The Jakarta Post
While taking a photo in tsunami-affected areas, it's recommended to ask people to get a photo of you from the back. (Shutterstock/File)
A tsunami hit Banten and Lampung provinces without warning on Saturday night. In response to the natural disaster, many people traveled to the site of the destruction to help the victims, distribute aids and, some, take selfies.
According to an article titled “Destruction gets more likes: Indonesia’s tsunami selfie-seekers” published by The Guardian, people took selfies at the site with different intentions, including to prove that they have arrived at the location and are taking part in providing aid.
Despite their actual intentions, social media observer Nukman Luthfie said it was normal for people to want to take photos wherever they go, including at a tsunami-affected location.
“There are people who want to prove that they have arrived somewhere by logging in, checking in [on social media] and uploading some photos,” Nukman told kompas.com.
“The intention is actually normal; telling others that they have visited the location.”
However, a selfie could be considered inappropriate as people tend to smile in front of the camera, showing a happy expression.
Nukman explained it was possible that these selfie-hunters came to the location to help. Once their mission is complete, they take one or two photos of themselves.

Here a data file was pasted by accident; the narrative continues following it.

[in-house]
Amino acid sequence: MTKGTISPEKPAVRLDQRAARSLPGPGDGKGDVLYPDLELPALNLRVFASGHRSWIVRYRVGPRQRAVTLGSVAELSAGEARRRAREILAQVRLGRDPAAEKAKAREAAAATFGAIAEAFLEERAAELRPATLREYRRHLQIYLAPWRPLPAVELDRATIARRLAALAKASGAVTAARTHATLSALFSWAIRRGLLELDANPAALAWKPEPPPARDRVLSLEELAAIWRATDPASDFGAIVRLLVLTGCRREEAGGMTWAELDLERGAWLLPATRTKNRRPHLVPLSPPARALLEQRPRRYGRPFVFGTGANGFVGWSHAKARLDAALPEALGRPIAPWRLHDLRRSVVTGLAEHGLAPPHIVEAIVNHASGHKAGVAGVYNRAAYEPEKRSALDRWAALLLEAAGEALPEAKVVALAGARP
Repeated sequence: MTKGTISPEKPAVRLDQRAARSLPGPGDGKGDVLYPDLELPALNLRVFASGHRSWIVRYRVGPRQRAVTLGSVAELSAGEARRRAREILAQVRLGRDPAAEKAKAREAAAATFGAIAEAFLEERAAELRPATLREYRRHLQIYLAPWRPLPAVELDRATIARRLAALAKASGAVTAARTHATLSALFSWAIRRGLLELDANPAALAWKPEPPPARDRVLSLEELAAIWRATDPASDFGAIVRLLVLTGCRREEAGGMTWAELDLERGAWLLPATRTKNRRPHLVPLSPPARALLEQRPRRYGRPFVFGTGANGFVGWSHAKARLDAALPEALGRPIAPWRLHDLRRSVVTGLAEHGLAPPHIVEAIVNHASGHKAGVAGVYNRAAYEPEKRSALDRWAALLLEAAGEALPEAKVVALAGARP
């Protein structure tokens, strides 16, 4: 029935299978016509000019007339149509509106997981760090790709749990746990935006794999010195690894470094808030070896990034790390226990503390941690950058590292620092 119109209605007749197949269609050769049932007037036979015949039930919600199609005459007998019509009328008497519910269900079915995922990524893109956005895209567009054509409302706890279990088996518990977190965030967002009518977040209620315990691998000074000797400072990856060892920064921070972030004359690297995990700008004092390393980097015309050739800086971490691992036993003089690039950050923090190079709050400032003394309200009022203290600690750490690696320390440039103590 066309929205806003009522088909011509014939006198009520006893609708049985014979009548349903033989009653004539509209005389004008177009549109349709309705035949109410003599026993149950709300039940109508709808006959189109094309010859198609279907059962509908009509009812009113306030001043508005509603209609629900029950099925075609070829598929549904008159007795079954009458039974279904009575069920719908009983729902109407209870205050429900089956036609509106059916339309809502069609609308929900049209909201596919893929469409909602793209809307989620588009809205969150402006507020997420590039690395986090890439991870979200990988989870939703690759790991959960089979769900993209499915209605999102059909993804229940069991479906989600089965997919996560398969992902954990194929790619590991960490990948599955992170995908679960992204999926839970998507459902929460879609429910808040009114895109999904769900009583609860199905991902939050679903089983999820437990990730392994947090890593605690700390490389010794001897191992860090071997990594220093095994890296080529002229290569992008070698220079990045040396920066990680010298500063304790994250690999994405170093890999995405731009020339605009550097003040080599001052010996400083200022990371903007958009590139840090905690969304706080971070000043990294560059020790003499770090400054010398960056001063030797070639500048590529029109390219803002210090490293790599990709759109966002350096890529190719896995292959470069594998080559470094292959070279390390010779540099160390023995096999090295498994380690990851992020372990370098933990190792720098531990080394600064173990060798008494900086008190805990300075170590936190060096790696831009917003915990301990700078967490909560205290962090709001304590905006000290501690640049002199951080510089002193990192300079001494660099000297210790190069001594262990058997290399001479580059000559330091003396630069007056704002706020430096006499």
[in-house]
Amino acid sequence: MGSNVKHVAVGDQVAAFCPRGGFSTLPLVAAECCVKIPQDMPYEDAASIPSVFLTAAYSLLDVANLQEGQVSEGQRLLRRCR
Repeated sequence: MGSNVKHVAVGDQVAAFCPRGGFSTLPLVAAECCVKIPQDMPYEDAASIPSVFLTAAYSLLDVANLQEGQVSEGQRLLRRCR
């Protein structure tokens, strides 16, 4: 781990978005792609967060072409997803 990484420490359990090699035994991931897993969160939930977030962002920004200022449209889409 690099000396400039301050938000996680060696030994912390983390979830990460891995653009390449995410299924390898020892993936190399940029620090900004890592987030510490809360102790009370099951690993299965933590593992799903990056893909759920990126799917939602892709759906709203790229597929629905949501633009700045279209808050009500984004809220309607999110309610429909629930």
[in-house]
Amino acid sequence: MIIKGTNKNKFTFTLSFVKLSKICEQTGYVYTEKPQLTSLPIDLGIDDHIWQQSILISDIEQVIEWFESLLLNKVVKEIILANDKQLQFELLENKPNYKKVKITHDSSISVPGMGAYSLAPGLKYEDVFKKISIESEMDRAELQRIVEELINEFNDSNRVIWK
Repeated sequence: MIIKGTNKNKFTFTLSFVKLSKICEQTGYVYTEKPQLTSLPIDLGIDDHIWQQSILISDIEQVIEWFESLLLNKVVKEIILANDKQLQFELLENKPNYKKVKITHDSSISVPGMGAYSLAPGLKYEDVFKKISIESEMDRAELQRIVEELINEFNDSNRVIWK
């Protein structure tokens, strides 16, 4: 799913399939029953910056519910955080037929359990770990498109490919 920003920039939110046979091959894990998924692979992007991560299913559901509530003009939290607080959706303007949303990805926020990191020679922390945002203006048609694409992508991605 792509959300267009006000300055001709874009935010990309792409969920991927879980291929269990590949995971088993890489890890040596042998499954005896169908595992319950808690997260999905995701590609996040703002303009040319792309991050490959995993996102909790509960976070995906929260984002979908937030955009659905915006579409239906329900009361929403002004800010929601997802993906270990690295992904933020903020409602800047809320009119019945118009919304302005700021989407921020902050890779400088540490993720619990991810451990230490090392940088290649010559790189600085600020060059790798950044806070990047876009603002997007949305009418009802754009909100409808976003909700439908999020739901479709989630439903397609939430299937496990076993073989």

Having said that, Nukman encouraged those who want to take photos in tsunami-affected areas to be considerate about their surroundings by avoiding taking photos of their own face.
“You can take a photo of yourself, but show empathy by only capturing some of [your] body parts, not [the face],” he said, giving examples such as pictures of one’s feet on the beach or showing hands cleaning up debris.
Alternatively, people can ask others to take a photo of them from behind, therefore hiding their face, he added.
Selfies are a considerably new trend, but Nukman said they did not change the values of a society.
Meanwhile, Koentjoro, a professor at the Gadjah Mada University’s (UGM) school of psychology, explained that the selfie trend only recently appeared following the popularity of gadgets and social media.
“Each selfie says something; it speaks. By speaking, people will acknowledge my existence. By speaking, people will know who I am. The selfie has changed human behavior,” said Koentjoro.
He added that selfies made people care less about their surroundings as they prioritized capturing the moment.
“A moment becomes important. Every time there is [an opportunity to capture] a moment, people will take a selfie. They even look for the moment or create it, putting their lives in danger,” said Koentjoro, referring to a climber on Mount Merapi who fell to his death while taking a selfie on one of the volcano’s crests. (jes/mut)
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